Can a project’s success be judged on the basis of its never being completed? Yes, if it’s a living archive of the world’s most complex countryside. Rural India is in many ways the most diverse part of the planet. Its 833 million people include distinct societies speaking well over 700 languages, some of them thousands of years old. The People’s Linguistic Survey of India tells us the country as a whole speaks some 780 languages and uses 86 different scripts. But in terms of provision for schooling up to Class 7, just 4 per cent of those 780 are covered. Most Indian languages are mainly spoken by people in rural India.

The Eighth Schedule of the Constitution of India lists 22 languages whose development the country’s government is obliged to promote. Yet, there are states whose official languages fall outside those 22, like Khasi and Garo of Meghalaya. Each of six Indian languages is spoken by 50 million people or more. Three are spoken by 80 million or more. One, by close to 500 million. At the other end of the spectrum are unique tribal languages spoken by as few as 4,000 people, some by even less. The eastern state of Odisha alone is home to around 44 tribal languages. The Linguistic Survey reckons that close to 220 languages have died in the past 50 years. Saimar in Tripura is down its last seven speakers.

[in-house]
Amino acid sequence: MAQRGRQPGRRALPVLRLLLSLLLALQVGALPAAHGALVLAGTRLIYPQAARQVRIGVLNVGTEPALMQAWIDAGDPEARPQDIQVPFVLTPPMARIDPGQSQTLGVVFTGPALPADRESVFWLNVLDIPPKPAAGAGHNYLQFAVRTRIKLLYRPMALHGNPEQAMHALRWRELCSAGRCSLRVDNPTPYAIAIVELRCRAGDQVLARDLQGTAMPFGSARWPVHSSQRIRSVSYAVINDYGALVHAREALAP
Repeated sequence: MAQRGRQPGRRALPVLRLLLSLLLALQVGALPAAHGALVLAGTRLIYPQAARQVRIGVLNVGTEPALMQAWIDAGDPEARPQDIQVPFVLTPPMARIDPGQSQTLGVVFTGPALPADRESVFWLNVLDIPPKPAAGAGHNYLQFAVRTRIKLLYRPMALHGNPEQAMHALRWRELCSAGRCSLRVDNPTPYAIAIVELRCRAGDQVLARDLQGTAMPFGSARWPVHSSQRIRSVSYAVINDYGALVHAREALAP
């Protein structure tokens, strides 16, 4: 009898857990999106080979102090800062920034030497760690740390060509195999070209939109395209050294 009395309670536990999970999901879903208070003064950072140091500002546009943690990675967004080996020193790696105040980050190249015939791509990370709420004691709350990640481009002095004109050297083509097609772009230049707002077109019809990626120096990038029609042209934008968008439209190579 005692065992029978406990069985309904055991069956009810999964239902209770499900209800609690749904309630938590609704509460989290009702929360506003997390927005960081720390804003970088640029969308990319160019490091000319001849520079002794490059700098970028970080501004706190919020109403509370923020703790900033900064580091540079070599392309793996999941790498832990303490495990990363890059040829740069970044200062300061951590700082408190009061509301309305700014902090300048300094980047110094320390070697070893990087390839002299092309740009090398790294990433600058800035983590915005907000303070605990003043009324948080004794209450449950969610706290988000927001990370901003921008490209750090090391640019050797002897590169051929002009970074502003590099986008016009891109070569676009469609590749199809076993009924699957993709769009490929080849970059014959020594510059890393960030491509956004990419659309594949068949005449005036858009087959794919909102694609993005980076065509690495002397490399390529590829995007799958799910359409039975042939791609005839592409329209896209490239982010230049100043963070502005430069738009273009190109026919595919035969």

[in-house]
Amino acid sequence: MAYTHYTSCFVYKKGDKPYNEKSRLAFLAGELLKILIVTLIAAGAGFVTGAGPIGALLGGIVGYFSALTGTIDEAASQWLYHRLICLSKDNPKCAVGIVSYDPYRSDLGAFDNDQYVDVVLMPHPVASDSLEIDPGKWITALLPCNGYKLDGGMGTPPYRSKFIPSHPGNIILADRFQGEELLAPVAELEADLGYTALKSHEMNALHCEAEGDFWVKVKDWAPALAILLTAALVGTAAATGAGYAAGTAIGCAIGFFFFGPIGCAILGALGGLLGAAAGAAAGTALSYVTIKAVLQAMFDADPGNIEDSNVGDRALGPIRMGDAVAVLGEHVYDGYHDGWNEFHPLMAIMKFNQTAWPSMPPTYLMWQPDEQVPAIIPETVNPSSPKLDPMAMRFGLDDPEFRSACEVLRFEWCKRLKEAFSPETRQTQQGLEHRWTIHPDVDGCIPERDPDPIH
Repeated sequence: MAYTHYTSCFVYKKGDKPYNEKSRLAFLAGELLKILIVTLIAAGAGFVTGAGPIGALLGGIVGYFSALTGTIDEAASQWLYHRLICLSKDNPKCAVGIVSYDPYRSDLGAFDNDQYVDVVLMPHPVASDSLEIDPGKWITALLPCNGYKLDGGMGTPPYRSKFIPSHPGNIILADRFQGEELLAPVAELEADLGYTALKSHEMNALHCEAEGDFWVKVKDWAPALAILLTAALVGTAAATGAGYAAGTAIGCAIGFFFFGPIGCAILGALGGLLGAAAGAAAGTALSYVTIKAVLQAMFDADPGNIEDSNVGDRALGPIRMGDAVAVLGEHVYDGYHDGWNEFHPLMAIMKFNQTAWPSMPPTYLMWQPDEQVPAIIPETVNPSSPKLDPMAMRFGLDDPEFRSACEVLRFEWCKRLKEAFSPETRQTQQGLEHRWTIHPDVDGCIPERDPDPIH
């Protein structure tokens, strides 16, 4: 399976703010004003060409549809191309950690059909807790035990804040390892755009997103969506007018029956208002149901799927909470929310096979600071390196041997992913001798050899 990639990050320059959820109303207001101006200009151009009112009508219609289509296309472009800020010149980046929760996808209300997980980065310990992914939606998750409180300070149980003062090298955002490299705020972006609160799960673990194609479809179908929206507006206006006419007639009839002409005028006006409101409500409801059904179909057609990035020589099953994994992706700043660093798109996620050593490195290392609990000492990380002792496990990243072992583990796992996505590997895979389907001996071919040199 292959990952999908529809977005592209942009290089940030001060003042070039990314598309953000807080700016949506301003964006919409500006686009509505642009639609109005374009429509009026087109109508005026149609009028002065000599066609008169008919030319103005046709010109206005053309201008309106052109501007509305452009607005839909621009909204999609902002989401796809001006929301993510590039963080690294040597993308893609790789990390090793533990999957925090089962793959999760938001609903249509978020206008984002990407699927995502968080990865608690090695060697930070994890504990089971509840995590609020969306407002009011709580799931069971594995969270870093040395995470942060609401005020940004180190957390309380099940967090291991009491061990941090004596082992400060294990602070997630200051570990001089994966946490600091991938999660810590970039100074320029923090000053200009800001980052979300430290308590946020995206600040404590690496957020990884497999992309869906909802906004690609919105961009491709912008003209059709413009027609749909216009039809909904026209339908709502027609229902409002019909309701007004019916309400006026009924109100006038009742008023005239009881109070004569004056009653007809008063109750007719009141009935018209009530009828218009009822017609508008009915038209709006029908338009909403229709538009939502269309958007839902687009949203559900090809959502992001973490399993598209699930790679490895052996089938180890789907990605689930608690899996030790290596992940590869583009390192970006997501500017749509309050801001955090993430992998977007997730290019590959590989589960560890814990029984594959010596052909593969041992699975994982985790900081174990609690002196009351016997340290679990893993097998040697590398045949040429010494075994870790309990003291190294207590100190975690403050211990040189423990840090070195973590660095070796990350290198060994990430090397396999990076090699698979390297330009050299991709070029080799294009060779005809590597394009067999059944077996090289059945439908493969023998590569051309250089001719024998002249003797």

The same diversity characterises rural India’s occupations, arts and crafts, culture, literature, legend, transportation, and other fields. As the Indian countryside rushes through an extremely painful transformation, many of these features disappear, leaving us poorer. There are, for instance, probably more schools and styles of weaving in India than in any other single nation. Many of these traditional weaving communities face real collapse, which will rob the world of some of its greatest gifts. Some unique occupations – professional storytellers, epic poem singers – are also in danger of extinction. 

Then there are professions known only to a few nations. Like toddy-tappers who climb 50 palm trees daily, each one thrice, in season. From the sap they make palm jaggery or a fermented liquor called toddy. In peak season, a toddy tapper climbs a height greater than New York’s Empire State Building – every single day. But so many occupations are in collapse. Potters, metal workers and millions of other highly skilled craftspeople are rapidly losing their livelihoods.